If you have tested positive for a sexually transmitted infection (STI), it’s crucial to disclose your condition to your partner(s) to protect their safety and health.

This talk is not the easiest to have. So how should you go about it?

Read on to prepare for this vital conversation with past, current, or newly affected partners.

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Decide How You Will Let Them Know

How you tell your partner that you have an STI will depend on your relationship and what you prefer. 

Meeting face to face, having a video/phone call, or sending a text message are all valid options.

Byte Author Uploaded ImageThe only wrong way to tell them you have an STI is to not tell them at all!


When would be an appropriate time to have this talk?

When you are both in a good mood

On your lunch break

At the end of a long day

After having a few drinks

Plan It Out

Think about what you’re going to say in advance:

  • write down what you want to say

  • practice in front of a mirror

  • talk it through with a trusted friend

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Finding the right words to begin the conversation can be challenging, so try using one of the following examples as an icebreaker:

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"I care about you, and I want to protect you by telling you that I have…"

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"Have you ever had an STI? The reason I am asking is that I have..."

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"I'm really happy with our relationship and value honesty. I want you to know that I have..."

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"Before we have sex, I want us to talk about STIs & protection because I have..."

Share The Specifics Of Your STI

Explain what type of STI you have and how you got it.

Let your partner know that they need to get tested if they were exposed.

Be direct, honest, and stick to the facts.

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You Can't Control Their Reaction

Anticipate - and prepare for - possible reactions that your partner may have.

They may:

  • panic

  • be angry

  • have questions

  • need some space to think and get used to the idea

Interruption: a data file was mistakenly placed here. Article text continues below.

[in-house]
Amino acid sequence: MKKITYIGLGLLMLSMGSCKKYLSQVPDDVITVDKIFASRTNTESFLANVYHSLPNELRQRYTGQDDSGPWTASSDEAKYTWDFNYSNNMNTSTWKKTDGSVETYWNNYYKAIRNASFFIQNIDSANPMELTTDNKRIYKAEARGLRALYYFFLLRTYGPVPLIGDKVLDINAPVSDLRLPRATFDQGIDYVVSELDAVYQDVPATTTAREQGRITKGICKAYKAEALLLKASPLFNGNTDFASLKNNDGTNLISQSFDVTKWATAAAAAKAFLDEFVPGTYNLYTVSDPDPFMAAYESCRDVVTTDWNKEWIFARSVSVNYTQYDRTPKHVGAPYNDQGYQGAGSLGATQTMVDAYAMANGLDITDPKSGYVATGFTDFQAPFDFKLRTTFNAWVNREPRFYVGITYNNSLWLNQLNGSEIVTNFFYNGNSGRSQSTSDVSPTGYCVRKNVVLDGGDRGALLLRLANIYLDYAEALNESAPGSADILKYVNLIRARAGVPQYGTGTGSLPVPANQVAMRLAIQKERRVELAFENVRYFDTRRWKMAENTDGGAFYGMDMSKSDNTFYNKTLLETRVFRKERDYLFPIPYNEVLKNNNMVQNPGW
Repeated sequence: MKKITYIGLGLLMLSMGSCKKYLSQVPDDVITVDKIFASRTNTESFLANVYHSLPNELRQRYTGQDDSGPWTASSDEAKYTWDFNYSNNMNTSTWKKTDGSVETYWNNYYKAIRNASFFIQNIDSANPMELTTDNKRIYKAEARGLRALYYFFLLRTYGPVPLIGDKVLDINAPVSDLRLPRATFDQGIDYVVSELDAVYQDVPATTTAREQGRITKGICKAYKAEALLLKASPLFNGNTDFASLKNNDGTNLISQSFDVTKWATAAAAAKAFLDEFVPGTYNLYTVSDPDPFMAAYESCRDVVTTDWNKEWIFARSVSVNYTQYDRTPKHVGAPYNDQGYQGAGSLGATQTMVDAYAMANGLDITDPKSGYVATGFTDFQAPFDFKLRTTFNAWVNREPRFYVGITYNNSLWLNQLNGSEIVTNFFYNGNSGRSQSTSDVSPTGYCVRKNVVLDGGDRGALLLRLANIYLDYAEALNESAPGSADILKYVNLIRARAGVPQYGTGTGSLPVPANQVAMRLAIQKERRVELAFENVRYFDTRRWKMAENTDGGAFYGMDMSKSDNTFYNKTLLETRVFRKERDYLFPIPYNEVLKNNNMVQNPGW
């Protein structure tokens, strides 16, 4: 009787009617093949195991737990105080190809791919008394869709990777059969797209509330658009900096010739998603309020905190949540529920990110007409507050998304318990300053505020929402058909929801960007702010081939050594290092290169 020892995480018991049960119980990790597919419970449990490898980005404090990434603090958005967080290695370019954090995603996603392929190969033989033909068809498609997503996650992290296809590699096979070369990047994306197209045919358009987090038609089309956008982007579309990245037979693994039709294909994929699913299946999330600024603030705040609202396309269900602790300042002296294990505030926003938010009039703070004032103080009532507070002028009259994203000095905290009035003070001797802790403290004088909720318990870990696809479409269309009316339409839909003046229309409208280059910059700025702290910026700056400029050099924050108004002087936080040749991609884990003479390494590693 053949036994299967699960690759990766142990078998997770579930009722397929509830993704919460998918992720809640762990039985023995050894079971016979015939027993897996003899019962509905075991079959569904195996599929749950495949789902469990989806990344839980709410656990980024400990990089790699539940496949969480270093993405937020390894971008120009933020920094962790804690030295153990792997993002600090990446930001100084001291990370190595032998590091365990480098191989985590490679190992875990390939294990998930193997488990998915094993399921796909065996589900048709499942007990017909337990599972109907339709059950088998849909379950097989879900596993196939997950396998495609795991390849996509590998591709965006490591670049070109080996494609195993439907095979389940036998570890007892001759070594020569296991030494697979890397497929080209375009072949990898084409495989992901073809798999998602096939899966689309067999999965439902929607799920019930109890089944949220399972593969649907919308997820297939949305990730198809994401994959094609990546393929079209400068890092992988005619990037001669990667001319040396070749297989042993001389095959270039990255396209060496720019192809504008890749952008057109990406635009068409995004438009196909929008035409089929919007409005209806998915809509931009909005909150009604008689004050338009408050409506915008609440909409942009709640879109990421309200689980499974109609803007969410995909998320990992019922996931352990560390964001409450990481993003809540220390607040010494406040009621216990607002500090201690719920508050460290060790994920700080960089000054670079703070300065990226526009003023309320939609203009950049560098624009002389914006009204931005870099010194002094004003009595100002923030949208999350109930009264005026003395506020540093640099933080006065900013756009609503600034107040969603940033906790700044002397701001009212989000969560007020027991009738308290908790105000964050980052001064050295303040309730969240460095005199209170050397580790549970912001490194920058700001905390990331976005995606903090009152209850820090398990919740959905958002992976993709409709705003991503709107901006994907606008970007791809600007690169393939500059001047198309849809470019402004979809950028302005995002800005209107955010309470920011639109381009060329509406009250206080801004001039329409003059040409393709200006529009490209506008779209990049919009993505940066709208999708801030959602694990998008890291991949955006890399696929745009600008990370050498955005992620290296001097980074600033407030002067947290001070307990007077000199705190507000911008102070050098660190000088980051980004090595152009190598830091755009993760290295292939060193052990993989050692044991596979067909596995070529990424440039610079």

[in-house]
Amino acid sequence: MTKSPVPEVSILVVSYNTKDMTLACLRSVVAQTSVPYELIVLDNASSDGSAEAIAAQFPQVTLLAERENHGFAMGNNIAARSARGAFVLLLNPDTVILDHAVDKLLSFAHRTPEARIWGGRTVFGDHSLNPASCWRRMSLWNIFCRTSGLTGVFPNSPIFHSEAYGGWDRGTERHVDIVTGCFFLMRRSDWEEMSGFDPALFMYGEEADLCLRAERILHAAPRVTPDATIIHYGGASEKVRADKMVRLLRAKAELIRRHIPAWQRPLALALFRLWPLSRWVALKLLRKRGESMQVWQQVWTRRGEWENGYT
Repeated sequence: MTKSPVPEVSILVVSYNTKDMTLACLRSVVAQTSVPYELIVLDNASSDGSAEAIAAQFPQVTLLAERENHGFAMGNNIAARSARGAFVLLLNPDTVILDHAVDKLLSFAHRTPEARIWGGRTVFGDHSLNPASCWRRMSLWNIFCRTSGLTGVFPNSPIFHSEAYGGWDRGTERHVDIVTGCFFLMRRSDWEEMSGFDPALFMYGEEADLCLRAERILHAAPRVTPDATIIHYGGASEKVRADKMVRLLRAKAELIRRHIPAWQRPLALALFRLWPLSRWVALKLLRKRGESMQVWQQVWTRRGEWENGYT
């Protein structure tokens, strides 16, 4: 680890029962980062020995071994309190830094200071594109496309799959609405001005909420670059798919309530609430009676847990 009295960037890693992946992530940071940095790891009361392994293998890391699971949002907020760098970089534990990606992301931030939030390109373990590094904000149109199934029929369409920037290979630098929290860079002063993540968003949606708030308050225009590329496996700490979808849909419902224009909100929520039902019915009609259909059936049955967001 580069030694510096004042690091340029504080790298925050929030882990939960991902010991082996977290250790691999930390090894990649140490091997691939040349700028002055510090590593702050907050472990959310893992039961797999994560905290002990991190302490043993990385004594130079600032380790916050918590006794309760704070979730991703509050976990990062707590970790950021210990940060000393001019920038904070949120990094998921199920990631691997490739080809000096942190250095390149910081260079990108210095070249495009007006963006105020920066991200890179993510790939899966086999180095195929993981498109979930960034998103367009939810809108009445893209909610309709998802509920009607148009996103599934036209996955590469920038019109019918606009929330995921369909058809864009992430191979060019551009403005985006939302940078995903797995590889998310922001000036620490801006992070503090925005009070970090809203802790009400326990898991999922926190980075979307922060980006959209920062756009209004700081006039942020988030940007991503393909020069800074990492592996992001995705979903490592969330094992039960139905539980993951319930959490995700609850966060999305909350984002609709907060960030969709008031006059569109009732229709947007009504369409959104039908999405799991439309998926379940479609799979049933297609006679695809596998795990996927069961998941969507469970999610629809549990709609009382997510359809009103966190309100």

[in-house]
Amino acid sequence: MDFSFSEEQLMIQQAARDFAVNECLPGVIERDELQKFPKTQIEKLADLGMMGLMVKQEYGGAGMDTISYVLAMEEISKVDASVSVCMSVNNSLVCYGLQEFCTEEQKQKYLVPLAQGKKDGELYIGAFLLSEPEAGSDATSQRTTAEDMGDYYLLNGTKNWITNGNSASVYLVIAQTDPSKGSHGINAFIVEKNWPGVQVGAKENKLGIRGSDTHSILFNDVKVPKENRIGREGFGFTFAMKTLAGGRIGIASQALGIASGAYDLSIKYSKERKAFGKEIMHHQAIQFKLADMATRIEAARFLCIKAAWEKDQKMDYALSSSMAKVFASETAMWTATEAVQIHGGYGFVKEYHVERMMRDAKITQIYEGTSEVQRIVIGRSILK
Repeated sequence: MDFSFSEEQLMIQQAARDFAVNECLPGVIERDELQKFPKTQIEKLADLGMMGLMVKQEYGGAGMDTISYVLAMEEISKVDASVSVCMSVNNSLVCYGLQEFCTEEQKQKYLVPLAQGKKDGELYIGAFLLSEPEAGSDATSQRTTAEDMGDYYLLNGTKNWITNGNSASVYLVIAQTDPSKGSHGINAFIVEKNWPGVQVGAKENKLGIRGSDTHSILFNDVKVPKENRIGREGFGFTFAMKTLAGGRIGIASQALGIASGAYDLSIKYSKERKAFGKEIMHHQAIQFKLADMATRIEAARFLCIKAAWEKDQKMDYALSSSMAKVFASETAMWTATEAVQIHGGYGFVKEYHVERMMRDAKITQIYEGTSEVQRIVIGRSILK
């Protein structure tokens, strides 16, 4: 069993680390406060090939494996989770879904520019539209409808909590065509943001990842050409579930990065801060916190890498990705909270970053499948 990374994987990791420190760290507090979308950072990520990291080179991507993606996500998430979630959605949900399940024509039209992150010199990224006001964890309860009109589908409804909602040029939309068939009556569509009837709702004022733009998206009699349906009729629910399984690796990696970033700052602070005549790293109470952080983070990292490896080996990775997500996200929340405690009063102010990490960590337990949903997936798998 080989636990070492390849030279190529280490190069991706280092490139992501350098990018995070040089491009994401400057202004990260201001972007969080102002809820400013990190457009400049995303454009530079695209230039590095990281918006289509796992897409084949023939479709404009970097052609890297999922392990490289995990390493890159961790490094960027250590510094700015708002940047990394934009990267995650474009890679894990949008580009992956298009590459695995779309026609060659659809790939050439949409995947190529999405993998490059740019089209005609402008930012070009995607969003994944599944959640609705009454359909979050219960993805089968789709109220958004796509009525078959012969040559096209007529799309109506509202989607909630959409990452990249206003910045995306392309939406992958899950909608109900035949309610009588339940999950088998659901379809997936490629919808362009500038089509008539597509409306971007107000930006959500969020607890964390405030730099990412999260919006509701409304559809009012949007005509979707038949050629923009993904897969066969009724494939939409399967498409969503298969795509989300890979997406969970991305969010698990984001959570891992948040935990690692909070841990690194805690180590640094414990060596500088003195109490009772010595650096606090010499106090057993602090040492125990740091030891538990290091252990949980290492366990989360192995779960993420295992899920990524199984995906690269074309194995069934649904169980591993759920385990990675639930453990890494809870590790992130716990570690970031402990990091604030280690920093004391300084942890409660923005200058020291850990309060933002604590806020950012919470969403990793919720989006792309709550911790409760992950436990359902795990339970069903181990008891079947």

Try to stay calm.

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Listen To What They Have To Say

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Effective conversations are not one-sided. Allow your partner time to share their thoughts, concerns, questions, or fears.

Acknowledge their feelings, even if they are different from your own.

It may help to remember how you felt when you first tested positive for an STI.

Support Them With The Facts

Share what you know about the symptoms or treatment.

Look up reliable resources, like health centers, websites, or pamphlets, to find more information.

Give your partner time to research on their own too.

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What's an example of a reliable resource?

That rom-com you watched last week

Your friend's post on Facebook

A health forum on Reddit

A Government health website

Move Forward

Don't pressure your partner to decide on the spot about sex or your relationship.

Byte Author Uploaded ImageIf you and your partner choose to have sex, practice safe sex with a condom/dam/glove.

If you and your partner decide against having sex, remember that there are other ways that you can be intimate or show physical affection.

Take Action

It takes openness and courage to tell a partner that you have an STI. You cannot control how they react, but you do have control over how you share this information.

After testing positive for an STI make sure to:

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This Byte has been authored by


Carol Starratt

Learning Experience Designer